California Senator Dianne Feinstein Has Died at Age 90

Senator Dianne Feinstein has passed away at the age of 90 after a long career that grew controversial near the end. What was her cause of death?

Jennifer Tisdale - Author

Sep. 29 2023, Published 9:20 a.m. ET

Dianne Feinstein leaves the Senate Chambers during a series of votes in the U.S. Capitol Building on May 11, 2022
Source: Getty Images

The Gist:

  • California Senator Dianne Feinstein has passed away at age 90.
  • Her cause of death has yet to be released.
  • Despite a career that was marred by health complications at the end, she was a trailblazer for women.
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On Sept. 29, 2023, it was announced that Dianne Feinstein passed away at age 90. At the time of her death, the California democrat was the oldest sitting senator and had been in office since 1992. The months leading up to her death were plagued with questions about her health as many called for her resignation. Here's what we know about Senator Feinstein's cause of death.

Front row L-R, U.S. Sen. Cindy Hyde-Smith (R-MS), Sen. Shelley Moore Capito (R-WV), Sen. Dianne Feinstein (D-CA), Sen. Susan Collins (R-ME), and Sen. Lisa Murkowski (R-AK), back row L-R, Sen. Maggie Hassan (D-NH), Sen. Deb Fischer (R-NE), and Sen. Amy Klobuchar (D-MN)
Source: Getty Images

Senator Dianne Feinstein with various U.S. Senators

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What was Dianne Feinstein's cause of death? Colleagues questioned her health for months.

The New York Times reported that Senator Dianne Feinstein "died on Thursday night, according to a family member." As of the time of this writing, a cause of death has yet to be revealed and her staff was in the process of being apprised of the situation. Her health was a topic of great discussion on Capitol Hill since early 2023.

According to NBC News, Senator Feinstein had not "voted in the Senate since Feb. 16, 2023," and in early March, she contracted shingles. At that point, she issued a vague statement regarding her status. "I intend to return as soon as possible once my medical team advises that it’s safe for me to travel," she said.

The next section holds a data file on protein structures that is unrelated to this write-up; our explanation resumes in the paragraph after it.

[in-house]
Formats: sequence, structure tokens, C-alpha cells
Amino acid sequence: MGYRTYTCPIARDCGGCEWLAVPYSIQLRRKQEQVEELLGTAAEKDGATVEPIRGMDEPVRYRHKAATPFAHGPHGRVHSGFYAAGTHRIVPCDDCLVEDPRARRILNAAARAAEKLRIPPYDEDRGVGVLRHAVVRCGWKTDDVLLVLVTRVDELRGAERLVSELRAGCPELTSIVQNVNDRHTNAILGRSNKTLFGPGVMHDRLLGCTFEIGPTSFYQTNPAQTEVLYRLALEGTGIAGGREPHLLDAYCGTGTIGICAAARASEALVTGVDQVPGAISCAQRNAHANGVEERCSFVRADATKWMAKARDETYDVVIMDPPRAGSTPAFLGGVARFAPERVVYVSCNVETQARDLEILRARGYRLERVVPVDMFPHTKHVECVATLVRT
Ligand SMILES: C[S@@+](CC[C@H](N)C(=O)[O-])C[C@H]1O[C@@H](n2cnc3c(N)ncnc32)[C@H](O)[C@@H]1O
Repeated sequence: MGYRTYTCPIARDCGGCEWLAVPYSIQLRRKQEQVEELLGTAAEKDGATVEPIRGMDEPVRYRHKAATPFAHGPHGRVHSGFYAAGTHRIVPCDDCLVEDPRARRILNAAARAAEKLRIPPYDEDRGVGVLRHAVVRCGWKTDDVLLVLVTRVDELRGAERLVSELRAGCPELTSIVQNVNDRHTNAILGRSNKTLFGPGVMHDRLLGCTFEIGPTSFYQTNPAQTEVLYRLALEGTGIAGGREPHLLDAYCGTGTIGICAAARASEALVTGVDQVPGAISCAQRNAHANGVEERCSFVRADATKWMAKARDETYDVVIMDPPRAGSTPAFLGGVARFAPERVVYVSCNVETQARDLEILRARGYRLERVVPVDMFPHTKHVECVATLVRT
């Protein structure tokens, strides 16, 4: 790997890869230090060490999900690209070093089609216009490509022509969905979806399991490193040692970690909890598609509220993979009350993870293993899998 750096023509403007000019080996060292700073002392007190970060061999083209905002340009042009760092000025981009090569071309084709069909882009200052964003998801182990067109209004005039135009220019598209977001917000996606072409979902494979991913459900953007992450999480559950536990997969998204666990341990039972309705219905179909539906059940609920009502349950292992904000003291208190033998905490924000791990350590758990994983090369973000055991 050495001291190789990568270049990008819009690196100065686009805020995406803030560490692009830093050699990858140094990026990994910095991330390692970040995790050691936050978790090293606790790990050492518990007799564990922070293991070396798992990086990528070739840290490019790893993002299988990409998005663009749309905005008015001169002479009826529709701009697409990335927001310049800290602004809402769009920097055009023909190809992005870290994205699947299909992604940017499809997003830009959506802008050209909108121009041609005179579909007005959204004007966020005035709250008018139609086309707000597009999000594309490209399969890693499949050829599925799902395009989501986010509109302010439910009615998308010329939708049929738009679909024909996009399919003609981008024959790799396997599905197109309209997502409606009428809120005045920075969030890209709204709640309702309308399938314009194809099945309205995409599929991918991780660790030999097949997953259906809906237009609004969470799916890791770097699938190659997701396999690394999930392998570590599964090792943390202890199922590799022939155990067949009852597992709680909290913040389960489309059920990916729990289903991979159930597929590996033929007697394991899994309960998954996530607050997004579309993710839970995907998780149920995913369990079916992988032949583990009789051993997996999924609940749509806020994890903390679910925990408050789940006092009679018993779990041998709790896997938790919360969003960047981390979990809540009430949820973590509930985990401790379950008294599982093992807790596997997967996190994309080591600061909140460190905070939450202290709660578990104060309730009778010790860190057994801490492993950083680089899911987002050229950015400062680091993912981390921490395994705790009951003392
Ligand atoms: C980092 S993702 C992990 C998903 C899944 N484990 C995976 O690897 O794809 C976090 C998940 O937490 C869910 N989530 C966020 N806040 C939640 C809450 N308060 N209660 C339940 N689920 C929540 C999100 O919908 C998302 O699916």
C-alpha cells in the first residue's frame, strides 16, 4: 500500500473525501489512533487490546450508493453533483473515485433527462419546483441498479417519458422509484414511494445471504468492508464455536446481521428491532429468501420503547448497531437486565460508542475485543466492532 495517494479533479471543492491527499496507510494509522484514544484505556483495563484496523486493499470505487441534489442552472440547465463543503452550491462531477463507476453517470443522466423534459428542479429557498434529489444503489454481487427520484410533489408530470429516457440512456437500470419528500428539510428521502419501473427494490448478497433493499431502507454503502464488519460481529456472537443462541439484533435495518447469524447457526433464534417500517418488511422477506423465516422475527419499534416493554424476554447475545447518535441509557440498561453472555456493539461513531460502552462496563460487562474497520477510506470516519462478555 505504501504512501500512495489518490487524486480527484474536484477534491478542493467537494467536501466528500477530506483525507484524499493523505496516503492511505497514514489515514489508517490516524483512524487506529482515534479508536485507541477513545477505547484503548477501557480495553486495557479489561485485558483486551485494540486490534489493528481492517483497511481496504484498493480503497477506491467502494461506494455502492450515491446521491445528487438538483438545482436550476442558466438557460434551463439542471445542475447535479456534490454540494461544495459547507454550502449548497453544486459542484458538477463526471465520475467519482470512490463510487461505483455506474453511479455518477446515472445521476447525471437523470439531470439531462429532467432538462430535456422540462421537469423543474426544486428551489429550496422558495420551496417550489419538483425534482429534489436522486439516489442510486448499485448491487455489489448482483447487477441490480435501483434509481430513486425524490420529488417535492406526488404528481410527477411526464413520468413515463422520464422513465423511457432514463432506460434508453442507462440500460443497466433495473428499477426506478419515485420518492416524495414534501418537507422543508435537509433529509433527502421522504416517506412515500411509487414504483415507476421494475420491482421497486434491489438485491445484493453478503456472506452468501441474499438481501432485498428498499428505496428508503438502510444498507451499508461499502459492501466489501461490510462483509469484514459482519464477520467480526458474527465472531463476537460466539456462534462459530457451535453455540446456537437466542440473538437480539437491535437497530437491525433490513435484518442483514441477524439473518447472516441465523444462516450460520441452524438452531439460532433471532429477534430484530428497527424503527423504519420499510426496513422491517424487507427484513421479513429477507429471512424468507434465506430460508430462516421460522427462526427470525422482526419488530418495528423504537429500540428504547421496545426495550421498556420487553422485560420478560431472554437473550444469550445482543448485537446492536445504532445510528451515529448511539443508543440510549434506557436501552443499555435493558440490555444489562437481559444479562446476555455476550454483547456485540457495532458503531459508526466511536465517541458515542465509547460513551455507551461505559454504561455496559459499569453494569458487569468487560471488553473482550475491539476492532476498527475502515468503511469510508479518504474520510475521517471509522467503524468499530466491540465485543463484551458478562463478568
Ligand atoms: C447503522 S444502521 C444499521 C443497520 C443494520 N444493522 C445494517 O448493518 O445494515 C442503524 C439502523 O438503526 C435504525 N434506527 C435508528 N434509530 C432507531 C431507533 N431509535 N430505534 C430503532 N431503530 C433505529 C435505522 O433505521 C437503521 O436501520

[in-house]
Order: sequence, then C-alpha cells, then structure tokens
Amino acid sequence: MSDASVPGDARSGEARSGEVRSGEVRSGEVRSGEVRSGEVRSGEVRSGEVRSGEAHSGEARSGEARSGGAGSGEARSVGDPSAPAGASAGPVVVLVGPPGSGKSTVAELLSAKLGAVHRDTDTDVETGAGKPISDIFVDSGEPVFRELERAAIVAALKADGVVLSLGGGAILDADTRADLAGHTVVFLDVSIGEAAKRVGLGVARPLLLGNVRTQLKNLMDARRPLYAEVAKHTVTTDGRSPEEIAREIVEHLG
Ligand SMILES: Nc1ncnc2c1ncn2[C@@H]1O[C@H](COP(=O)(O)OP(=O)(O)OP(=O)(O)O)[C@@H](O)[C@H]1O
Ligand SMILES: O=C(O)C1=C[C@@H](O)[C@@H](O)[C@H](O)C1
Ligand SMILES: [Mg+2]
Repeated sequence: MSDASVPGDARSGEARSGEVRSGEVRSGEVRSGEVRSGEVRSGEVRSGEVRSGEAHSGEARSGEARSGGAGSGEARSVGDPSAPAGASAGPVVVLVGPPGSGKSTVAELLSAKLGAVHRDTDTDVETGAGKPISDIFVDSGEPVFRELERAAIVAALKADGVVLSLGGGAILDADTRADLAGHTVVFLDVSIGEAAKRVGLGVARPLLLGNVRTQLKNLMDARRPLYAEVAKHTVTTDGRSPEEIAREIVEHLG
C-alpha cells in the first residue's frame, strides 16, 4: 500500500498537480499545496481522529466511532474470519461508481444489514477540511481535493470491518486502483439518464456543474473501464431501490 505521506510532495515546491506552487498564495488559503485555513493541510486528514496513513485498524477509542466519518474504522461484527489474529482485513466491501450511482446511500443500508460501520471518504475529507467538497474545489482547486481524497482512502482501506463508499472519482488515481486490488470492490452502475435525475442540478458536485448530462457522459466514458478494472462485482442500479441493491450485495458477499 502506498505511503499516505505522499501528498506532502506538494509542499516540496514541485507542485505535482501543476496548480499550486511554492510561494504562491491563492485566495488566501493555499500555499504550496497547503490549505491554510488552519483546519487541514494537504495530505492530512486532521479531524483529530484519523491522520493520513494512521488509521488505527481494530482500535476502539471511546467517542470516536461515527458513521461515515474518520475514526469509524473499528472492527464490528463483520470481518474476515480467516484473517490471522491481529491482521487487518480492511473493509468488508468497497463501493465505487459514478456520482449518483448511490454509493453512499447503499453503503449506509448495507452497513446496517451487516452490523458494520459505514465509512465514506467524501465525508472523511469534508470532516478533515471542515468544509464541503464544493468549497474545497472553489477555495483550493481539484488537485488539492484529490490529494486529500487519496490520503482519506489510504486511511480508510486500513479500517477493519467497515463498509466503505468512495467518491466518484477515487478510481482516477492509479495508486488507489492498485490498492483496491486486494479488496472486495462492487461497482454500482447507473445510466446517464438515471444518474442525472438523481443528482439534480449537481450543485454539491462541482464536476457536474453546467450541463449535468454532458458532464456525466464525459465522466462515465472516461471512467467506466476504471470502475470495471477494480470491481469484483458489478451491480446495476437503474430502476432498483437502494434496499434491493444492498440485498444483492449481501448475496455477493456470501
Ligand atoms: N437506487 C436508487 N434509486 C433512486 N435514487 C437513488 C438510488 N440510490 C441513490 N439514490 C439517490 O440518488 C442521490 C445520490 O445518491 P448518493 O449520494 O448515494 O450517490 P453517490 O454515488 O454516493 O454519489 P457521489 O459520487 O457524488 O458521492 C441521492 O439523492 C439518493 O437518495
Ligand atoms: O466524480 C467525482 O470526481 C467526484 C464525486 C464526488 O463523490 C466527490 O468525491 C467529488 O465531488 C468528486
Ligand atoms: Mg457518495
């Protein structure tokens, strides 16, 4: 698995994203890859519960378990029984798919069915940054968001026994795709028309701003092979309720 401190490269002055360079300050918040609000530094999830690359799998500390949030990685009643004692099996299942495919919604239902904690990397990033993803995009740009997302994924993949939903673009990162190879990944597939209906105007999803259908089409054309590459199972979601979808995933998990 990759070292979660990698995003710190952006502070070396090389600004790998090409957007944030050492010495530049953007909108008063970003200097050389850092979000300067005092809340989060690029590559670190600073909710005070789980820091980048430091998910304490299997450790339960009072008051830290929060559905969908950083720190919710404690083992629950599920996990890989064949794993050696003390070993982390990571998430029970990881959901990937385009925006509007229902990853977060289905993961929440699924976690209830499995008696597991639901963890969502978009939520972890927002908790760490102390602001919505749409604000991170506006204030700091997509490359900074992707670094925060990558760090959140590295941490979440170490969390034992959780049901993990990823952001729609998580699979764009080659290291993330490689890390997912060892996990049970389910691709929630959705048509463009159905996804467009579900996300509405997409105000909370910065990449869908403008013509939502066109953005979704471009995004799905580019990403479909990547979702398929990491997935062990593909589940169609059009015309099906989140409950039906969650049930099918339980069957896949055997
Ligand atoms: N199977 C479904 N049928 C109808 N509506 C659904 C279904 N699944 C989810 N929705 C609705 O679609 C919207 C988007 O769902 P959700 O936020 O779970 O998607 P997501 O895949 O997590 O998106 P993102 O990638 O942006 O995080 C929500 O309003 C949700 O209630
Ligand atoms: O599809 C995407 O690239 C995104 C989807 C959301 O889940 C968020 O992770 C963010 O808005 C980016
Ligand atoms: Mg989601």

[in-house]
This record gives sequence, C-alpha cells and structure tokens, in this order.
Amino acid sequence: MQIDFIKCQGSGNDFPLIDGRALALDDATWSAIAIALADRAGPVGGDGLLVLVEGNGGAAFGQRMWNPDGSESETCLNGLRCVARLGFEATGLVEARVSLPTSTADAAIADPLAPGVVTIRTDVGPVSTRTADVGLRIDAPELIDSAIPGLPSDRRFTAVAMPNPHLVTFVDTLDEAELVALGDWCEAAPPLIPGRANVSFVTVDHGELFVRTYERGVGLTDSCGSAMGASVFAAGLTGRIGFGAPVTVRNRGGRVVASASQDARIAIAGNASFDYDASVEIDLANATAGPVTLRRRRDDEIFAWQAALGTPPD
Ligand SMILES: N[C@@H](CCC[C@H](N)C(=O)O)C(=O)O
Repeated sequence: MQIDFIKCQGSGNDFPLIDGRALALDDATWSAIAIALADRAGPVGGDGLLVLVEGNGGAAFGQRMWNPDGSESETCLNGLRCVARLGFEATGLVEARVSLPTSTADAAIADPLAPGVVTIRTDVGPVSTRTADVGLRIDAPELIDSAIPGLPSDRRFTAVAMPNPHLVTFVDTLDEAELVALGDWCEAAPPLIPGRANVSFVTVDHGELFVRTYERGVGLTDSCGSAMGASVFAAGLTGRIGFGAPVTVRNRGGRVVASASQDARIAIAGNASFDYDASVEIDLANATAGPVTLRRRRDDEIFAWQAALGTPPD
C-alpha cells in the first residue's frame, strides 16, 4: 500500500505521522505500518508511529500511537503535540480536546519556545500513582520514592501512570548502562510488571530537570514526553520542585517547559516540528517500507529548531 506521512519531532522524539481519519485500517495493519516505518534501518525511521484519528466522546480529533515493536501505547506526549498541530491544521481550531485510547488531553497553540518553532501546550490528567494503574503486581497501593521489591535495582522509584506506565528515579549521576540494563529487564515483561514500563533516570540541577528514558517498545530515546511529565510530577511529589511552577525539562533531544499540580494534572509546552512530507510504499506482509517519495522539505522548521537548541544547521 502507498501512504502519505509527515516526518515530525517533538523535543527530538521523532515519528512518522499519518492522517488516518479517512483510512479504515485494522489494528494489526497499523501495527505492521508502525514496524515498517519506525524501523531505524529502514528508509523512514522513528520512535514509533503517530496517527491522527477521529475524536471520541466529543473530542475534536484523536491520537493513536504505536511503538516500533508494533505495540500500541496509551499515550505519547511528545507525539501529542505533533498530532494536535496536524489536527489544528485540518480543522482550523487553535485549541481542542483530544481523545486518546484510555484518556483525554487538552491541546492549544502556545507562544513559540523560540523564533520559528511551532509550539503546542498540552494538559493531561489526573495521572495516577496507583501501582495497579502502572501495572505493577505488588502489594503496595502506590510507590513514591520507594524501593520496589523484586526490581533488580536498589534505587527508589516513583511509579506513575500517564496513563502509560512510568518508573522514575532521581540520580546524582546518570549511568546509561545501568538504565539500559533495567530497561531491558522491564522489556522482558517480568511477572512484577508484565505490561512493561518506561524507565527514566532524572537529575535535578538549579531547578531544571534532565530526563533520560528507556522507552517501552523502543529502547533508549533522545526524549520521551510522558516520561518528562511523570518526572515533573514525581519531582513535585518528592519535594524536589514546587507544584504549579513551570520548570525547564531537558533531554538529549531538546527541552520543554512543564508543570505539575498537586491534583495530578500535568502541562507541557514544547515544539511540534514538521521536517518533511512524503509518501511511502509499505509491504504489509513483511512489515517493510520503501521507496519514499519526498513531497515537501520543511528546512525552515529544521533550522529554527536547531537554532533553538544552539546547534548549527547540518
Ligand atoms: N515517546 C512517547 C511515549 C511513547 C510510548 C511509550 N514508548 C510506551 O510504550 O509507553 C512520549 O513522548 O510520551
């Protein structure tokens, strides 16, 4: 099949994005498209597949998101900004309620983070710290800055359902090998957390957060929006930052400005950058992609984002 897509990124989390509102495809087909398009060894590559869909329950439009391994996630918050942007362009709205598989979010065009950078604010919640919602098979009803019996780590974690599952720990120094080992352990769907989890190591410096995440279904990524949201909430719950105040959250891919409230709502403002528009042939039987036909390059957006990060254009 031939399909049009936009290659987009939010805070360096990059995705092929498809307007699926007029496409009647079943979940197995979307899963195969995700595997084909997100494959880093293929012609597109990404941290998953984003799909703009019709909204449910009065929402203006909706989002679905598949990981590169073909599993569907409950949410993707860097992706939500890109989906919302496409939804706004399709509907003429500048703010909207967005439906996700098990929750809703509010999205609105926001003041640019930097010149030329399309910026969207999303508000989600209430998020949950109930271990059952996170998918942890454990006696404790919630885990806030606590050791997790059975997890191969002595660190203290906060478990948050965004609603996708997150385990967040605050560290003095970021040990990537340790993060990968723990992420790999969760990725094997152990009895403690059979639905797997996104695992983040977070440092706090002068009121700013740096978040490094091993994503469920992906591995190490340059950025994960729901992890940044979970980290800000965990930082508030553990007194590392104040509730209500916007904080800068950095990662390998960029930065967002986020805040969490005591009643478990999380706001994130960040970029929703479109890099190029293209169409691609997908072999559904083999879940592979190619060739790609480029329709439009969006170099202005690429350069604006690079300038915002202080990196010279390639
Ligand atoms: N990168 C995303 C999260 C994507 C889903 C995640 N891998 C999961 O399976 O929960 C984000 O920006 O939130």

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Senator Dianne Feinstein heads to the Senate floor for the Senate impeachment trial of President Donald Trump on Jan. 24, 2020
Source: Getty Images

Feinstein went on to say, "I understand that my absence could delay the important work of the Judiciary Committee, so I’ve asked Leader Schumer to ask the Senate to allow another Democratic senator to temporarily serve until I’m able to resume my committee work." Politico also reported that during the two months she was away from the Capitol, Feinstein was briefly in the hospital.

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During a hearing on Nov. 17, 2020, Senator Feinstein asked then Twitter CEO Jack Dorsey a question about curbing the spread of misinformation on the social media platform. She then repeated herself, verbatim, despite already getting an answer. This gaffe raised some questions about Feinstein's mental fitness.

Although many felt that she should have retired long before her health declined, Feinstein's contribution to the state of California and democracy in general were significant.

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Dianne Feinstein, her arms outstretched in celebration, in her office after she was elected mayor of San Francisco, at San Francisco City Hall in San Francisco, California, circa 1978.
Source: Getty Images

Dianne Feinstein, her arms outstretched in celebration, in her office after she was elected mayor of San Francisco, at San Francisco City Hall in San Francisco, California, circa 1978.

Dianne Feinstein got a lot done.

During the 30-plus years of Senator Feinstein's time as a California Senator, she certainly made the most of it. In 1994, she helped pass the Assault Weapons Ban, after which the "number of deaths from mass shootings fell, and the increase in the annual number of incidents slowed down," per the Ohio Capital Journal.

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She made some incredible strides in protecting our environment with the California Desert Protection Act (1994), passing legislation aimed at Protecting Catastrophic Wildfires (2003), and authorized legislation that "require the Environmental Protection Agency to issue a rule mandating all major sources of greenhouse gases to report their emissions every year," per her website. As recently as 2019, she was still fighting to protect the planet.

Her concern didn't stop there. In 2022 Senator Feinstein "authored the Senate version of the Respect for Marriage Act (Public Law 117-228), a bill to repeal the discriminatory Defense of Marriage Act, enshrine marriage equality in federal law and provide additional legal protections for marriage equality," per her website. After it passed, President Biden signed it into law on Dec. 13.

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Unfortunately Senator Feinstein's last few months were some of the most difficult of her career. After sitting on the allegations against then–Supreme Court nominee Brett Kavanaugh, she actually hugged Republican Sen. Lindsey Graham while arguing about appointee Amy Coney Barrett. This led to her stepping down as chair of the Senate Judiciary Committee.

The good she did far outweighed the missteps made during her final years in the senate. John Burton, a former California Democratic Party chair, told Politico that she "got s--t done by working with people on both sides of the aisle and refusing to get caught up in unnecessary nonsense. To those lining up to run for her seat, I hope you honor the fact that this powerful lady blazed the trail for you."

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